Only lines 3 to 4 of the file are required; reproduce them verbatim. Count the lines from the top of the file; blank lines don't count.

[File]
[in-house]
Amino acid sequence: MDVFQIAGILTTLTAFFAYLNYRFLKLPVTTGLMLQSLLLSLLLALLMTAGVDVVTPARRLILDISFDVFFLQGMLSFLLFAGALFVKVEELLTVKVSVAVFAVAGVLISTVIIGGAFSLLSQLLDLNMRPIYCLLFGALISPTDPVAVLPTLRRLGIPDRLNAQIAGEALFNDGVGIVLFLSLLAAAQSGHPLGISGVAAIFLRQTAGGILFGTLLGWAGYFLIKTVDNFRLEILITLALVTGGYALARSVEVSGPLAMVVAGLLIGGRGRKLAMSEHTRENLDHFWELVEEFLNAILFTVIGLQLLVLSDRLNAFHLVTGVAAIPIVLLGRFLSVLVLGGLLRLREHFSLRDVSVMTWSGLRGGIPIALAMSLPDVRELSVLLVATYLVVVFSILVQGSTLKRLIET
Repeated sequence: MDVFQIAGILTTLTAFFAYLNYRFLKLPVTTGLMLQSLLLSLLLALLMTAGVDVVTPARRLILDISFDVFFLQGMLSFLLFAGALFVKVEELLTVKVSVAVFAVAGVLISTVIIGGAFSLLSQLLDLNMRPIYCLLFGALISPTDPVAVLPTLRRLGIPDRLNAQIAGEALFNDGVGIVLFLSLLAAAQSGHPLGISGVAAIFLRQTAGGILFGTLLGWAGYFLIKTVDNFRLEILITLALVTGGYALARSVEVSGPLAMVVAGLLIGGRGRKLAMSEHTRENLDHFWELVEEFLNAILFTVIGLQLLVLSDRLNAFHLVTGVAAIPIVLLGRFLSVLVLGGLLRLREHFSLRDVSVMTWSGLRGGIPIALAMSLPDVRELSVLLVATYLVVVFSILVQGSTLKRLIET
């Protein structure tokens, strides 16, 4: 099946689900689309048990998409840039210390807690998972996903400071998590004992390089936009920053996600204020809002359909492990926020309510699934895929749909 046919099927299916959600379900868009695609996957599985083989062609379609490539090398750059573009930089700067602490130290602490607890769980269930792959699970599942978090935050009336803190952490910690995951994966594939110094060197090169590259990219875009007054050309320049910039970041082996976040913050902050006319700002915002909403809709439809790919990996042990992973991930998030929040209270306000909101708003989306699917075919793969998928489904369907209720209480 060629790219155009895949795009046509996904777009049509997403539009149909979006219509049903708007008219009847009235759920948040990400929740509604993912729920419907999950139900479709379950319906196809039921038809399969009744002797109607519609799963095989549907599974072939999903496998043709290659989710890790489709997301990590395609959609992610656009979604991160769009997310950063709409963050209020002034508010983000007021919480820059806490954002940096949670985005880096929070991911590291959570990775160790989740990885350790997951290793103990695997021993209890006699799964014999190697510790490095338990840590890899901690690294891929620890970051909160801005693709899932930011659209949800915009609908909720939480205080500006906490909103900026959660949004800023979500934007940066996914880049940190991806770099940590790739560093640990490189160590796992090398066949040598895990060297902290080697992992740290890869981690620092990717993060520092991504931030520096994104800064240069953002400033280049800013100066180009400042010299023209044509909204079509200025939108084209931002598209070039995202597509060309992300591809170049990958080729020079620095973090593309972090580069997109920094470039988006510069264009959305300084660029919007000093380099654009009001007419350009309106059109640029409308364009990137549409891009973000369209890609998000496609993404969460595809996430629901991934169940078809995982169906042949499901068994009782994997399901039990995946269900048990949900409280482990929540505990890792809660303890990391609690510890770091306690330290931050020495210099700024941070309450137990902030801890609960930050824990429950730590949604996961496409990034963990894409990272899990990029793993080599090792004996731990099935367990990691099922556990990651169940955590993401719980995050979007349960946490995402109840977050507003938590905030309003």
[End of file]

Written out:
Repeated sequence: MDVFQIAGILTTLTAFFAYLNYRFLKLPVTTGLMLQSLLLSLLLALLMTAGVDVVTPARRLILDISFDVFFLQGMLSFLLFAGALFVKVEELLTVKVSVAVFAVAGVLISTVIIGGAFSLLSQLLDLNMRPIYCLLFGALISPTDPVAVLPTLRRLGIPDRLNAQIAGEALFNDGVGIVLFLSLLAAAQSGHPLGISGVAAIFLRQTAGGILFGTLLGWAGYFLIKTVDNFRLEILITLALVTGGYALARSVEVSGPLAMVVAGLLIGGRGRKLAMSEHTRENLDHFWELVEEFLNAILFTVIGLQLLVLSDRLNAFHLVTGVAAIPIVLLGRFLSVLVLGGLLRLREHFSLRDVSVMTWSGLRGGIPIALAMSLPDVRELSVLLVATYLVVVFSILVQGSTLKRLIET
């Protein structure tokens, strides 16, 4: 099946689900689309048990998409840039210390807690998972996903400071998590004992390089936009920053996600204020809002359909492990926020309510699934895929749909 046919099927299916959600379900868009695609996957599985083989062609379609490539090398750059573009930089700067602490130290602490607890769980269930792959699970599942978090935050009336803190952490910690995951994966594939110094060197090169590259990219875009007054050309320049910039970041082996976040913050902050006319700002915002909403809709439809790919990996042990992973991930998030929040209270306000909101708003989306699917075919793969998928489904369907209720209480 060629790219155009895949795009046509996904777009049509997403539009149909979006219509049903708007008219009847009235759920948040990400929740509604993912729920419907999950139900479709379950319906196809039921038809399969009744002797109607519609799963095989549907599974072939999903496998043709290659989710890790489709997301990590395609959609992610656009979604991160769009997310950063709409963050209020002034508010983000007021919480820059806490954002940096949670985005880096929070991911590291959570990775160790989740990885350790997951290793103990695997021993209890006699799964014999190697510790490095338990840590890899901690690294891929620890970051909160801005693709899932930011659209949800915009609908909720939480205080500006906490909103900026959660949004800023979500934007940066996914880049940190991806770099940590790739560093640990490189160590796992090398066949040598895990060297902290080697992992740290890869981690620092990717993060520092991504931030520096994104800064240069953002400033280049800013100066180009400042010299023209044509909204079509200025939108084209931002598209070039995202597509060309992300591809170049990958080729020079620095973090593309972090580069997109920094470039988006510069264009959305300084660029919007000093380099654009009001007419350009309106059109640029409308364009990137549409891009973000369209890609998000496609993404969460595809996430629901991934169940078809995982169906042949499901068994009782994997399901039990995946269900048990949900409280482990929540505990890792809660303890990391609690510890770091306690330290931050020495210099700024941070309450137990902030801890609960930050824990429950730590949604996961496409990034963990894409990272899990990029793993080599090792004996731990099935367990990691099922556990990651169940955590993401719980995050979007349960946490995402109840977050507003938590905030309003």